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Title: Relationships between perceived decision difficulty, decision time, and decision appropriateness in General Practitioners' clinical decision-making
Author: McCleary, Nicola
ISNI:       0000 0004 5918 2099
Awarding Body: University of Aberdeen
Current Institution: University of Aberdeen
Date of Award: 2015
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The aim of this project was to use patient scenarios (clinical/case vignettes) to explore three aspects of General Practitioners' (GPs') clinical decision-making: how difficult decisions are perceived to be, the time taken to make decisions, and the appropriateness of decisions relative to evidence-based clinical guideline recommendations. A systematic review synthesised the results of published scenario studies. A secondary analysis of scenario studies which investigated antibiotic prescribing for upper respiratory tract infection (URTI) and x-ray referral for low back pain was performed. Relationships between the three aspects of decision-making were investigated, and scenario and GP characteristics associated with these aspects were identified. An online scenario study further refined these relationships for two specific URTI types: sore throat and otitis media. Cognitive processes involved in clinical decision-making were investigated in a Think-Aloud interview study, where GPs verbalised their thoughts while making prescribing decisions for URTI scenarios. There was some evidence that inappropriate antibiotic prescribing for URTI was associated with greater decision difficulty and longer decision time. Decisions made using a more effortful cognitive process may therefore be less likely to be appropriate. Illness durations of four or more days and, in otitis media, unilateral ear examination findings were related to inappropriate prescribing. Based on these results, suggestions have been made for informing the design of interventions to support GPs in making appropriate decisions. A secondary aim was to provide an overview of the methodology and reporting of scenario studies. The systematic review indicated a lack of consistency in methodologies, while reporting is often inadequate. Formats less similar to real consultations (e.g. written scenarios) are commonly used: the results of studies using these formats may be less likely to reflect real practice decision-making than studies using more realistic formats (e.g. videos). Based on these findings, methodological recommendations for scenario studies have been developed.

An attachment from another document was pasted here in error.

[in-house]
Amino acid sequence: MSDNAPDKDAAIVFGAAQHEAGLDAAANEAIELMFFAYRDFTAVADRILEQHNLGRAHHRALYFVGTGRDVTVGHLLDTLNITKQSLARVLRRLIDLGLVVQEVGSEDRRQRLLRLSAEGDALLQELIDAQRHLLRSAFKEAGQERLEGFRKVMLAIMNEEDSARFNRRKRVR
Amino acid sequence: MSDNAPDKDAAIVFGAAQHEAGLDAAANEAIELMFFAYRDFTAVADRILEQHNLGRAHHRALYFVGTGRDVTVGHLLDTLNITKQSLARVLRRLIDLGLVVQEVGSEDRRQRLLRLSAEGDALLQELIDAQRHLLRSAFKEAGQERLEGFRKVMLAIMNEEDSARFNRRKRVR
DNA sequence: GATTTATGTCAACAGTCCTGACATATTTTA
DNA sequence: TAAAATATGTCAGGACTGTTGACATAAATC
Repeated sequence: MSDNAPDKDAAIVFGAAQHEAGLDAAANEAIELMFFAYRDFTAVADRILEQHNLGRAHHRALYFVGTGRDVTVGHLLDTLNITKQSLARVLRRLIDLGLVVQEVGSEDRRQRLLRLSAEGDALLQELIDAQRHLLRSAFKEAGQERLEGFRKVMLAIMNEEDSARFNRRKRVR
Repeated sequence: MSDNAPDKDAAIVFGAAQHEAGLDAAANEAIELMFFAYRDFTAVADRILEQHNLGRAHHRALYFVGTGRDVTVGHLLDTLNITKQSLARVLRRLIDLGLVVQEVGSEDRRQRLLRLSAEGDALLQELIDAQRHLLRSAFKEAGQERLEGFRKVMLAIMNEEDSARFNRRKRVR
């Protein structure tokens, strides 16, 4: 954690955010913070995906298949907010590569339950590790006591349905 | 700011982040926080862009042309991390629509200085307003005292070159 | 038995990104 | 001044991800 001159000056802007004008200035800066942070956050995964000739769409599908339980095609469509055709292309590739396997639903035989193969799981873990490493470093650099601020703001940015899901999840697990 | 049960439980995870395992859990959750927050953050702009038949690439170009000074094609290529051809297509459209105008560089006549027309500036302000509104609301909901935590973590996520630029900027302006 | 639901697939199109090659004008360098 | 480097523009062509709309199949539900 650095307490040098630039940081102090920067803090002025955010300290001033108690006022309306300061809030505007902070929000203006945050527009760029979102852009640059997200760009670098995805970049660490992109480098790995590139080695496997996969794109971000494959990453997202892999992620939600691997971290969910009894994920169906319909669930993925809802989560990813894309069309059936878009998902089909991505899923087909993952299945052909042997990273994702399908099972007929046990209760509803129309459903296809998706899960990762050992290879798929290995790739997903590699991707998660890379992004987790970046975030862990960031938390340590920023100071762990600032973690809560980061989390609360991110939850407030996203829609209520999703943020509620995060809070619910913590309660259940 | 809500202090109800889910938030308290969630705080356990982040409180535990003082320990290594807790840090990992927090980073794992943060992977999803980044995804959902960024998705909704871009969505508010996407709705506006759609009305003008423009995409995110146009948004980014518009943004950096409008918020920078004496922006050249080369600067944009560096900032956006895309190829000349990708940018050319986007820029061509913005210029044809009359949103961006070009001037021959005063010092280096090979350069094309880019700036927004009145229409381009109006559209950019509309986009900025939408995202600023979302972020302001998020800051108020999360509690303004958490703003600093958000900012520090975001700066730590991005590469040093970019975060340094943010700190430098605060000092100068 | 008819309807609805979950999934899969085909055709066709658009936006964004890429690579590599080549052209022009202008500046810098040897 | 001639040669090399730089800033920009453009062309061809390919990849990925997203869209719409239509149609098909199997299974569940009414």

Supervisor: Not available Sponsor: Not available
Qualification Name: Thesis (Ph.D.) Qualification Level: Doctoral
EThOS ID:  DOI: Not available
Keywords: Physicians (General practice)